In the Order It Was Received
I was on hold just now, listening to the prerecorded voice tell me every thirty seconds that my call would be answered in the order it was received, and I wondered what the heck was going on in the grammar of that sentence. In colloquial English, there would be an “in” at the end, and in formal English, it would be “in the order in which it was received.” But instead the preposition was just missing.
What’s going on here? My instinct is that the speaker (or author of the line) is uncomfortable with that stranded preposition, but the traditionally correct alternative sounds so stuffy and wordy as to be unacceptable. Instead the preposition quietly disappears, like when children hide their vegetables or feed them to the dog instead of choosing between the unacceptable alternatives of either eating them or leaving them on the plate.
Unfortunately there’s not really a way to test this hypothesis. After all, when a word is missing, it doesn’t exactly leave an indication of where it went or why it went there, and most people are so unaware of their own linguistic impulses that you could never get a reliable response by asking people. Plus, I’ve found that most people don’t really like being cornered by linguists and interrogated about their missing words. I can’t imagine why.
8 thoughts on “In the Order It Was Received”
This post made me laugh. I especially loved the part about the vegetables. I have nothing constructive to add, though.
One “in” is doing the job of two. Gower calls this phenomenon preposition cannibalism.
More Prepositional Cannibalism « Literal-Minded
[…] into a relative clause, you don’t just forget about the in. Jonathon at Arrant Pedantry knows what I’m talking about. He and I are flexible here; you have more than one option for what to do with the in. You can […]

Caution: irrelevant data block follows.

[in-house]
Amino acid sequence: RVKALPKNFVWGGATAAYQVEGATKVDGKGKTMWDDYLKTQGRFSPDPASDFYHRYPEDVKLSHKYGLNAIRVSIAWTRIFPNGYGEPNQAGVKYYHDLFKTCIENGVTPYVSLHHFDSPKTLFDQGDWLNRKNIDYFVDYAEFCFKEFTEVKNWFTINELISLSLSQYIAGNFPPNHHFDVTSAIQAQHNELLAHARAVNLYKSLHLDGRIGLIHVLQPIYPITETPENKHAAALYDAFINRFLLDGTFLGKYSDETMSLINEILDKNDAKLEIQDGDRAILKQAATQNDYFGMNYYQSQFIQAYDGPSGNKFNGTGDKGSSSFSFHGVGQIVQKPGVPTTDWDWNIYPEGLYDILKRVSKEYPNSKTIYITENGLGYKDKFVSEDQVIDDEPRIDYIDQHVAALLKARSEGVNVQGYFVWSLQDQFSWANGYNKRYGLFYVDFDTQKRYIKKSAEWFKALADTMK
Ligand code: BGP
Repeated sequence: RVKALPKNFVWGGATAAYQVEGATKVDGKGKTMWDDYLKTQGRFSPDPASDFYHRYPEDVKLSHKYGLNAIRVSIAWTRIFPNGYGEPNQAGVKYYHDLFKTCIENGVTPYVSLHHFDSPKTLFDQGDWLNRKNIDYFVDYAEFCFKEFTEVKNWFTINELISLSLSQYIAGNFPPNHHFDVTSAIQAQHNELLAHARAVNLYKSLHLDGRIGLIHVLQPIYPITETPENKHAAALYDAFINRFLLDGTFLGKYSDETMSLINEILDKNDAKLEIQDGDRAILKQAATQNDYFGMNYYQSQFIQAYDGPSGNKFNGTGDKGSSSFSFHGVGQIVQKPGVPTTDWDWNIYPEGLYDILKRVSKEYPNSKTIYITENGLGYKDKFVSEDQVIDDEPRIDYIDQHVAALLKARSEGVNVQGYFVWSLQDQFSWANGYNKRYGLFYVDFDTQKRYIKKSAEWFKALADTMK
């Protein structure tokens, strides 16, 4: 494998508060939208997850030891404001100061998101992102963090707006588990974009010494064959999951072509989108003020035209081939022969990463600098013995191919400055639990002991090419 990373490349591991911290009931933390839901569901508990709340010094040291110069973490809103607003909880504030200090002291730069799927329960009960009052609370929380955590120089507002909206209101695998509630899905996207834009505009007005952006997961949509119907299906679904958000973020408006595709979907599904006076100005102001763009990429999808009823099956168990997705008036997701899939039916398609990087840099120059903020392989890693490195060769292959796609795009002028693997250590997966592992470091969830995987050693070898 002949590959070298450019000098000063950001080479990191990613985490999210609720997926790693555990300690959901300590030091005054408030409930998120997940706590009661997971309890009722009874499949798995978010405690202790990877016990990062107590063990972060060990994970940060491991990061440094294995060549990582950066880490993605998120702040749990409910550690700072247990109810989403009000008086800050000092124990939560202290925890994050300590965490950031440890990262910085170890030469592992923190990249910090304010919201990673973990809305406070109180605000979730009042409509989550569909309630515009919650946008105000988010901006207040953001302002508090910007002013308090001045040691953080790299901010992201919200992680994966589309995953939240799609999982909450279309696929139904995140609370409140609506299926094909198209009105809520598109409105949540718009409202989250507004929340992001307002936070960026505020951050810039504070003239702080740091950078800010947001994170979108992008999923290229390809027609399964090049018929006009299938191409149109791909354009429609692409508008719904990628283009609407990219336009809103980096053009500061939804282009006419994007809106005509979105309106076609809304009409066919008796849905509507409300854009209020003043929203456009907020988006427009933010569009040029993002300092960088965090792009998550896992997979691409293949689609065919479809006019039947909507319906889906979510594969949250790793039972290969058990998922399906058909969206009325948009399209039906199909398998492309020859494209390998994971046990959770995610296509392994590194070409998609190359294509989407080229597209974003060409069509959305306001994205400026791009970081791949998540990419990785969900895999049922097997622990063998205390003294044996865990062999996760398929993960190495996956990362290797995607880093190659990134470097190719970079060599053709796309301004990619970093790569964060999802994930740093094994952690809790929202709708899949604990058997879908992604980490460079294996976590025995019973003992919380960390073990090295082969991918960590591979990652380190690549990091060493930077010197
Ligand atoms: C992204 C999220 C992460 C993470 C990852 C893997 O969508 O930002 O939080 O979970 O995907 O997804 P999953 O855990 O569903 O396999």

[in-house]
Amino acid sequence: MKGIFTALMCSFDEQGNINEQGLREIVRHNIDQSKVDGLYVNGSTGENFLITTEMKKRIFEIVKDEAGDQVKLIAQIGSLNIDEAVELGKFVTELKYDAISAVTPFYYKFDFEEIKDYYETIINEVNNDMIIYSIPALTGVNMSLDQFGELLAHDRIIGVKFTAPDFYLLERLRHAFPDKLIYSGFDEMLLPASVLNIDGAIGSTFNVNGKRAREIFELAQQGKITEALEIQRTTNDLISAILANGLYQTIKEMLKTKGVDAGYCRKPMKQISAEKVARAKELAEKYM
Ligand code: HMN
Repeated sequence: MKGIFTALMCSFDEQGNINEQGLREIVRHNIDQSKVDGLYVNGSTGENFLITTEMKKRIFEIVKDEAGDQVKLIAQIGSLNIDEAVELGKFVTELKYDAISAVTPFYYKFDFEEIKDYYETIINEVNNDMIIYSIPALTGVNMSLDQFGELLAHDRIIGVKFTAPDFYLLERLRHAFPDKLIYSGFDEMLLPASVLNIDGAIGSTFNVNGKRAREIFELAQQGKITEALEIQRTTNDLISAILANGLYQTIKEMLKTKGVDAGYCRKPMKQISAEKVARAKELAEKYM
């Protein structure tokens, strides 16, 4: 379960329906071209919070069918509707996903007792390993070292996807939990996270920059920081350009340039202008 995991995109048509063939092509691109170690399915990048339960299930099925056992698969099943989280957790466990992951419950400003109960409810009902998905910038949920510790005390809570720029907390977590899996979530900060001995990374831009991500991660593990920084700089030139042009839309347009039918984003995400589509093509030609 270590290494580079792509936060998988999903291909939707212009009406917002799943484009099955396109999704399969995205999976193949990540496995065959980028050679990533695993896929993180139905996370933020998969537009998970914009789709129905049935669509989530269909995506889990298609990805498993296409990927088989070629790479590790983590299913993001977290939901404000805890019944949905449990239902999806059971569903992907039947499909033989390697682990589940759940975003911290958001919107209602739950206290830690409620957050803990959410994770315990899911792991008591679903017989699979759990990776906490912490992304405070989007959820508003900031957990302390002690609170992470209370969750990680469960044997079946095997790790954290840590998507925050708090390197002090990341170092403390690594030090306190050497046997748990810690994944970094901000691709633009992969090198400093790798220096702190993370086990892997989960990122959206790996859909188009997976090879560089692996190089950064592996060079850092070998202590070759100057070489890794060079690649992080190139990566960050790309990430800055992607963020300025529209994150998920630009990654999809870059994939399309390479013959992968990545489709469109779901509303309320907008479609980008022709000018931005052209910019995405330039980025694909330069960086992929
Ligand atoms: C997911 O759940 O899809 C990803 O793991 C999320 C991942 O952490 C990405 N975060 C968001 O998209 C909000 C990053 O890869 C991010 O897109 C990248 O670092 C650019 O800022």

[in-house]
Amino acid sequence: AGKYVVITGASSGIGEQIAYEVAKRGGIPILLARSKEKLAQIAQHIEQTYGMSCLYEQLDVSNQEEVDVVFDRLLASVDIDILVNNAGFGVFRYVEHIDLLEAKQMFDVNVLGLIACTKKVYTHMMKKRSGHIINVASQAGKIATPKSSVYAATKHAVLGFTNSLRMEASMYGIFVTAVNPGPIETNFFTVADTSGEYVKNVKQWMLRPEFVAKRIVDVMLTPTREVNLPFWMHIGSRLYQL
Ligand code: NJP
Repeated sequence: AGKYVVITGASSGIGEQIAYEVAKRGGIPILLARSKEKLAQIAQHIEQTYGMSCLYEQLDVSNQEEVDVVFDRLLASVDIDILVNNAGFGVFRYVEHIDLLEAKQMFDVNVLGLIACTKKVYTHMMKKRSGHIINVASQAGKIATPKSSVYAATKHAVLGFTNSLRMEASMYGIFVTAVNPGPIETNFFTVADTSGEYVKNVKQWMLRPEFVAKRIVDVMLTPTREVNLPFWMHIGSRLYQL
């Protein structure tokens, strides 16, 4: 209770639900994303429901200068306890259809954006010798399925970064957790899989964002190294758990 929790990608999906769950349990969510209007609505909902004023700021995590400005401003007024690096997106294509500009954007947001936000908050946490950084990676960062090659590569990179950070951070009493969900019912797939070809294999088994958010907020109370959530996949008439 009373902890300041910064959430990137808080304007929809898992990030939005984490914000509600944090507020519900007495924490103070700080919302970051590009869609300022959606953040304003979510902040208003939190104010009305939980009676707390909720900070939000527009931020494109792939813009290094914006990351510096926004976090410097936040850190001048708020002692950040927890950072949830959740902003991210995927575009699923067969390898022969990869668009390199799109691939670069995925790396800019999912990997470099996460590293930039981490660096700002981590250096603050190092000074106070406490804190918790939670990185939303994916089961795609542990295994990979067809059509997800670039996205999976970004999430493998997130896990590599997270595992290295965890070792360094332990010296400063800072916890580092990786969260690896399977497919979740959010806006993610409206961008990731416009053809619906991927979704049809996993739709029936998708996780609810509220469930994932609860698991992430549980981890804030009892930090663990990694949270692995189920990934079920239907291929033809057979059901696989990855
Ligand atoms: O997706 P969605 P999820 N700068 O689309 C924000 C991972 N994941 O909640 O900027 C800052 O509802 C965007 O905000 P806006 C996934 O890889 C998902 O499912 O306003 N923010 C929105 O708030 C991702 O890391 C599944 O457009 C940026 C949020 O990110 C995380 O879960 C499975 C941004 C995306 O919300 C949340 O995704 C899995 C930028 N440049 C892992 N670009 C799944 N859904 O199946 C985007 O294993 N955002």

Hmm. I think it’s possible to say “Your call will be answered in the order that it is received.” Also, try changing “receive” to make”.
I don’t see what difference changing “receive” to “make” makes. You can make calls in an order or receive them in an order, but you can’t make them an order or receive them an order. The “in” has to be there, and when the phrase is relativized, it still has to be there. Neal’s explanation on Literal-Minded is much more through than mine.
I absolutely agree– I would say that, invariably, when I am placed on hold by an answering service, the message says “your call will be answered in the order it was received”– and each time, I cringe at the missing words, and I actually correct the voice out loud, saying “in the order IN WHICH it was received!” I don’t think that’s “stuffy” or “wordy” at all. If correctness must be sacrificed to avoid formality, then that’s a pretty sad statement about our current society. I feel that, in many ways, a return to even the most basic formalities would be quite refreshing in this day and age of “it’s all good” and “no worries” (2 modern expressions I absolutely hate!) Needless to say, if I receive multiple emails on my commentary, I will certainly answer them in the order IN WHICH they are received! Thanks!
Responding to the comment left on October 30, 2012, at 2:06 p.m.:
HOORAY FOR YOU!!! I do exactly the same thing, grinding my teeth when I hear “your call will be answered in the order *** it was received. IN WHICH it was received, please!
Syntactically, you have correctly identified the problem as a missing preposition: calls are received *in* an order, not just “received an order.“ But there’s also a semantic problem. An order implies two or more items; a single call cannot be received in an order.
This has a bit of the same flavor as another erroneous usage I’ve been hearing a lot lately, calling one thing “exponentially larger” than another. “Exponential” has a specific mathematical meaning; it doesn’t just mean “a whole lot.” Exponential growth applies to a *sequence* of values. It takes at least three elements to establish an exponential relationship, meaning that the third element of the sequence is equal to the second raised to the same power as the second relative to the first. It is mathematically meaningless to compare a single pair of values exponentially. (Or more precisely, *any* pair of values are related exponentially: 10.001 is exponentially larger than 10, by an exponent of approximately 1.000043427. The next value exponentially would be approximately 10.00200143.) People who say “exponentially larger” are just trying to sound sophisticated by throwing around a mathematical term that they’ve heard but don’t really understand.